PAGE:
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OpenCL (Open Computing Language) is an interface for non-uniform parallel computing units, e.g. main, graphic or signal processors. With RealFlow 2013 we added OpenCL support for Hybrido simulations. Other RealFlow solvers (SPH, HySPH, Caronte and RealWave) are currently not supported and do not provide interfaces to OpenCL. One huge advantage of the OpenCL system is that it is platform-independent and available for all major operating systems.

The minimum requirement for GPU support is a graphic device with OpenCL 1.1. Due to the almost infinite number of hardware configurations, drivers and system specifications it is actually impossible to guarantee that every graphic device can be used for Hybrido simulations. To check whether your device is supported by RealFlow, please open the “Simulation Options” panel (it can be opened when you click on the little triangle next to the “Simulate” button), under “Hybrido” you will find a section called “OpenCL”.

RealFlow provides support for CPU-, GPU-based and OpenCL accelerator devices. By default, RealFlow detects these devices automatically and activates their associated checkboxes. More information about the specifications can be found when you click on the “System information…” button. The window which opens contains detailed information about the detected devices and their computation capabilities.

There is one important note about RealFlow's OpenCL implementation: At the moment, this technology should be considered experimental and it strongly depends on the used hardware, drivers, and operating system. There might be cases where GPUs are not taken into account and in this case you will most probably see a slight increase of simulation time – typically a few seconds per frame. Even if RealFlow's “System information...” button suggests that your graphic board can be used, there is unfortunately no guarantee that it will contribute to a simulation.

How to Use RealFlow’s OpenCL Implementation

There are two main methods to activate RealFlow OpenCL support. The first, is to enable the available OpenCL devices globally under

Preferences > Simulation > Hybrido

Globally” means that this feature will always be enabled and you do not have to activate it when you create a new project. The second method is to choose whether you want to use OpenCL or not for each scene individually with the previously mentioned “Simulation Options”. The settings here will overwrite your adjustments from the “Preferences”, so even if you have activated OpenCL globally, you can turn it off for the currently loaded scene.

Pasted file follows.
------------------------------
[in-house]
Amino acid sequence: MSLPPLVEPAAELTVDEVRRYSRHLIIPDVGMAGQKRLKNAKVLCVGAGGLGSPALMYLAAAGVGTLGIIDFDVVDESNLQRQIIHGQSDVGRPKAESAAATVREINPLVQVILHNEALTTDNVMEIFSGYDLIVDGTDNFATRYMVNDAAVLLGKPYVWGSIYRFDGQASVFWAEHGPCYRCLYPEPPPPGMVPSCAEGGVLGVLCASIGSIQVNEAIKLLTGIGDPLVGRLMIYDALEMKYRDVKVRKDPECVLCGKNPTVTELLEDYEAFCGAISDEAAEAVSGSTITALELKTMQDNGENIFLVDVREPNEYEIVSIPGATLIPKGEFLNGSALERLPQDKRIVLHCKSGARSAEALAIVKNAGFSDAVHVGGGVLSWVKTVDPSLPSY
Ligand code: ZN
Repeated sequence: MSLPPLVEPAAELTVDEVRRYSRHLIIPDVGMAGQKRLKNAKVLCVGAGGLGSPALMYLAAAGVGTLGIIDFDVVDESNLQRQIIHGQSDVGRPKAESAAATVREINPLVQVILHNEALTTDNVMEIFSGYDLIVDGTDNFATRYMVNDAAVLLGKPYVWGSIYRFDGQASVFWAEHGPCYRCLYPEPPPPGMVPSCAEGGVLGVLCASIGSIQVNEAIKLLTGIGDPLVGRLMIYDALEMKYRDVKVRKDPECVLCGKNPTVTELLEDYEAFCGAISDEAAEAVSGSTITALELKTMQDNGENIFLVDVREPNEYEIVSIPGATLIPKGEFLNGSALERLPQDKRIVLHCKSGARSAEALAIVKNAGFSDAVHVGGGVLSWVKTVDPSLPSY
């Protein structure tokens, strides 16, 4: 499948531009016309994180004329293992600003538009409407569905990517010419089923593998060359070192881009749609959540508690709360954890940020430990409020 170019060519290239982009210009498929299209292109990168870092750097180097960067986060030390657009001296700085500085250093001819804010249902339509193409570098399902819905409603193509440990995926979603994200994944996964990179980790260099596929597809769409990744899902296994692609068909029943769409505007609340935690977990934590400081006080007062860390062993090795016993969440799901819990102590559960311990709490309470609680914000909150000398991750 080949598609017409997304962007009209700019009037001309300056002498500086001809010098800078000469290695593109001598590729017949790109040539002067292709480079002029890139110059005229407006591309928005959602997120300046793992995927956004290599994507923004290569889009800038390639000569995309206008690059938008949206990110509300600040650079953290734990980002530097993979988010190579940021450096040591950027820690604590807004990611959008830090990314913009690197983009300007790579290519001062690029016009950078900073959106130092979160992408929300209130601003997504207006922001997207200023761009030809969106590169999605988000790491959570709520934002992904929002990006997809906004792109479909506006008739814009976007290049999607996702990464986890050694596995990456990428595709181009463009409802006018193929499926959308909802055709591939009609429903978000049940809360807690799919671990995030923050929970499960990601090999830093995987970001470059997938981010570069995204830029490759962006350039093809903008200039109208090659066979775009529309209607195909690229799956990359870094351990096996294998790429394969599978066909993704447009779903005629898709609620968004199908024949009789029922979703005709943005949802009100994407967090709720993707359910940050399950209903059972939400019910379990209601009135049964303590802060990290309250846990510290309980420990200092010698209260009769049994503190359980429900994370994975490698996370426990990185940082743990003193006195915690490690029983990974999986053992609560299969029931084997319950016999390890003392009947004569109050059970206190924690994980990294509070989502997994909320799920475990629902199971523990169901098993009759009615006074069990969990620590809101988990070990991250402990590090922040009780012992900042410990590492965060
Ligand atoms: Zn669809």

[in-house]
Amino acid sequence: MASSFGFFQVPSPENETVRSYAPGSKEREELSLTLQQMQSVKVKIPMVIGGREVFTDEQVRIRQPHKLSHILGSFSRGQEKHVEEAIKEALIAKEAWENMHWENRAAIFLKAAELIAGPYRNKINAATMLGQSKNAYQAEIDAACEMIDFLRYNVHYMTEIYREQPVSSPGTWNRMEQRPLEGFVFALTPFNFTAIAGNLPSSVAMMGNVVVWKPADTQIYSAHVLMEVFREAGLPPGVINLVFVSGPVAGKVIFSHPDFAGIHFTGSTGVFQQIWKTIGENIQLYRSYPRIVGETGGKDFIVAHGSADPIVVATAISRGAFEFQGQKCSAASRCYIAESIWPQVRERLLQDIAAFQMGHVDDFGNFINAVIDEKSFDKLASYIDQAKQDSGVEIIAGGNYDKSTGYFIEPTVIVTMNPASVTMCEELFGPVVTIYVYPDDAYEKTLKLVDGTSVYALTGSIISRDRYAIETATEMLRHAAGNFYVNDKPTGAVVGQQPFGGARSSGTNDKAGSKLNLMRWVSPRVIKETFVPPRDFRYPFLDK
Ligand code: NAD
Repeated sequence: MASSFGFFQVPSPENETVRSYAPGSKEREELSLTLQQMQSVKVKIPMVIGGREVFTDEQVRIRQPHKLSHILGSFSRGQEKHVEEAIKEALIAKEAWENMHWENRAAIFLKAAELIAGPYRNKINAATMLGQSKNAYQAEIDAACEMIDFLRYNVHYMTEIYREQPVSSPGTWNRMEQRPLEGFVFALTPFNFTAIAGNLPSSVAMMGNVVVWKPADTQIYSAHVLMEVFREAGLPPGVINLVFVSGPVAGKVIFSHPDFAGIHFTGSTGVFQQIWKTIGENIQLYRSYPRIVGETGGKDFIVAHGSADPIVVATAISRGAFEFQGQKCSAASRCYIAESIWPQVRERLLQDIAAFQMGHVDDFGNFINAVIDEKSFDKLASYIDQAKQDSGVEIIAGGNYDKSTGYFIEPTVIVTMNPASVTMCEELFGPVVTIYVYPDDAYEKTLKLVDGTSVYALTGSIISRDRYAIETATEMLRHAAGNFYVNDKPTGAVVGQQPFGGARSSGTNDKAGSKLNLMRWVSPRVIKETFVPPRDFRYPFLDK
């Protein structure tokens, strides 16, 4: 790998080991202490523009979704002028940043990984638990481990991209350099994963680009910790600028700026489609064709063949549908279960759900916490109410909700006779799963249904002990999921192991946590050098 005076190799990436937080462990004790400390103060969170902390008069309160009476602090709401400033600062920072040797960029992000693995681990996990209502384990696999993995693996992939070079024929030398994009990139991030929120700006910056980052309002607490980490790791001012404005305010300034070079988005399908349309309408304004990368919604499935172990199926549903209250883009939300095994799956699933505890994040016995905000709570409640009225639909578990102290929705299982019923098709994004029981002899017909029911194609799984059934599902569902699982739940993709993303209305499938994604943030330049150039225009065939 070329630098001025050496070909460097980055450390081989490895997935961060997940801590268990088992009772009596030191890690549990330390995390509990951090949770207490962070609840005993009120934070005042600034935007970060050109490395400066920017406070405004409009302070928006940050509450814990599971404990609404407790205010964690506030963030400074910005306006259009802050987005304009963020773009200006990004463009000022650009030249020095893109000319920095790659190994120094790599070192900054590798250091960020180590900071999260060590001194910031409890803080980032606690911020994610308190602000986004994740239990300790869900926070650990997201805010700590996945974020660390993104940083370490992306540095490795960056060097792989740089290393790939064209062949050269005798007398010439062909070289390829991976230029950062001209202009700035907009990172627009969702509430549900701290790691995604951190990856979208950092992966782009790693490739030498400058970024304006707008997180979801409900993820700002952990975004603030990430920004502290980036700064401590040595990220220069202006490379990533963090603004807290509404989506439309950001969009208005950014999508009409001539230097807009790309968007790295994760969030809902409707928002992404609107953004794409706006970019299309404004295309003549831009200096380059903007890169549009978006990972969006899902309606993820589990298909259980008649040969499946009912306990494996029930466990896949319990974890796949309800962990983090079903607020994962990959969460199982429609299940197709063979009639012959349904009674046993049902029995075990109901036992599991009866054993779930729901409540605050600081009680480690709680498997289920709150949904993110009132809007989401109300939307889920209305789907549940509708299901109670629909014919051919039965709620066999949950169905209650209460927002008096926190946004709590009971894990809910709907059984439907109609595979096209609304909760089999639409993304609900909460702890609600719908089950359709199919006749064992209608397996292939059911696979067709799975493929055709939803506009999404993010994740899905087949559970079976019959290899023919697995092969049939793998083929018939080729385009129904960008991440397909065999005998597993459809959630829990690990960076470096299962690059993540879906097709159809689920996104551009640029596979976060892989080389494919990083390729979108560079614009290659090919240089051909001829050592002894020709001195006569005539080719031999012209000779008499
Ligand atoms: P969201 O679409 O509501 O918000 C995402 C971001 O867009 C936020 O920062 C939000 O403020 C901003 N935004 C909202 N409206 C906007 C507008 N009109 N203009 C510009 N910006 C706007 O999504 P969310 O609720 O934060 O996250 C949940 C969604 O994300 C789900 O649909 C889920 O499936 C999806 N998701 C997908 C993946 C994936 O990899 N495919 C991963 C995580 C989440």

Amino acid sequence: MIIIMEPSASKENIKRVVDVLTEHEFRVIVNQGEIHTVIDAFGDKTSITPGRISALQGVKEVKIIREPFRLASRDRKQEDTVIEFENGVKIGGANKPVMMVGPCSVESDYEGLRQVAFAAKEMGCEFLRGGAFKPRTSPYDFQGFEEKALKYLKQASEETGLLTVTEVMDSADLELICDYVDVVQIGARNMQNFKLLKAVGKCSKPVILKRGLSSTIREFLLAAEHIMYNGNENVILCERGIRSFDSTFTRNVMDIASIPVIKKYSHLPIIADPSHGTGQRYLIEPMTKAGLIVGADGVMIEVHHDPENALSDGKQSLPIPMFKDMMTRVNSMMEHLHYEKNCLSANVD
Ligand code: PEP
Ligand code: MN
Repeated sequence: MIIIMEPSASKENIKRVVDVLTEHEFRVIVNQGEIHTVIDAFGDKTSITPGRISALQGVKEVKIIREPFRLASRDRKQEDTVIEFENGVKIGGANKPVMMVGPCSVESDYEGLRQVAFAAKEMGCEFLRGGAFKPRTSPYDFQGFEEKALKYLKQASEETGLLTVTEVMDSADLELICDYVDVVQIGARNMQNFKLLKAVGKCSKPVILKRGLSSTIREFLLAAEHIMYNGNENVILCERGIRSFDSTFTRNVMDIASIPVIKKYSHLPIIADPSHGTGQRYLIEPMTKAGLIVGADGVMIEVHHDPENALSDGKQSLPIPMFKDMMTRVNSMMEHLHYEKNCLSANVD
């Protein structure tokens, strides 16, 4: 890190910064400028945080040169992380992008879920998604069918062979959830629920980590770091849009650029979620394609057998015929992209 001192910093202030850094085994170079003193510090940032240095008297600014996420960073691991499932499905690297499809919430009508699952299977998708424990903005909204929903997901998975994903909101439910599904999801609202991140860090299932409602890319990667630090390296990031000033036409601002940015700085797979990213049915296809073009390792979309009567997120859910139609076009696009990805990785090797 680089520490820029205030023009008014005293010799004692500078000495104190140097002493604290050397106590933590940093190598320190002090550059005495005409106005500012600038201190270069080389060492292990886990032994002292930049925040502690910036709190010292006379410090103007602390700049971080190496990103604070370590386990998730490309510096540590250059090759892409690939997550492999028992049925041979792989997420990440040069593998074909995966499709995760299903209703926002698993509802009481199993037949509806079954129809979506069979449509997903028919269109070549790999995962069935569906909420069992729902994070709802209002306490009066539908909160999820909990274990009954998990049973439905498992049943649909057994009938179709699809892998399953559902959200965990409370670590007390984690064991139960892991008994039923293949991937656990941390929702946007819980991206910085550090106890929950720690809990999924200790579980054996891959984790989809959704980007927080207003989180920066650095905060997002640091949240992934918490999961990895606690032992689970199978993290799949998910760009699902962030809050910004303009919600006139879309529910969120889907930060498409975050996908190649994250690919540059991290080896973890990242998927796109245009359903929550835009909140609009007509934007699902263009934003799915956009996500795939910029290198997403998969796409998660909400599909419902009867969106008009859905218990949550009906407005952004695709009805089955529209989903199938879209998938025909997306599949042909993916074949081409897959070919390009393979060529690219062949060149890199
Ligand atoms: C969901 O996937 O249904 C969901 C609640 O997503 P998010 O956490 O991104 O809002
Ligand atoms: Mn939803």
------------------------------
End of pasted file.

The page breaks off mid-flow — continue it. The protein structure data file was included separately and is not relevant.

Another important step is to activate the Hybrido domain's “Dense” mode which is perfectly suited and optimised for GPU-based simulations. “Dense” will require more memory than the “Adaptive” or “Sparse” modes, but it is also significantly faster (20-35%). You can change the mode here:

 HY_Domain > Grid > Creation mode > Dense

This is already the entire procedure and once OpenCL is enabled, RealFlow will use the appropriate devices for your Hybrido simulation. To mention it again: other simulations, e.g. standard particles or body dynamics, do not profit from this feature.

The Impact of OpenCL

Of course, the main reason for OpenCL-supported simulations is to increase simulation speed. The real influence of OpenCL can be seen in processes where Hybrido particles are involved: simulations with a high number of particles (compared to the number of cells) will normally perform better than scenes with small “Cell size” and low “Particle sampling” values. Generally, the final influence of the OpenCL device strongly depends on your scene setup and settings and it is not possible to predict the effect on simulation times globally.

Other Hybrido processes, like the creation of the fluid’s distance field or displacement are not accelerated by your computer’s OpenCL devices – this also applies for the generation of Hybrido secondary elements (splash, foam, mist). This is, aside from the used hardware, another reason for a limited impact of graphic boards.

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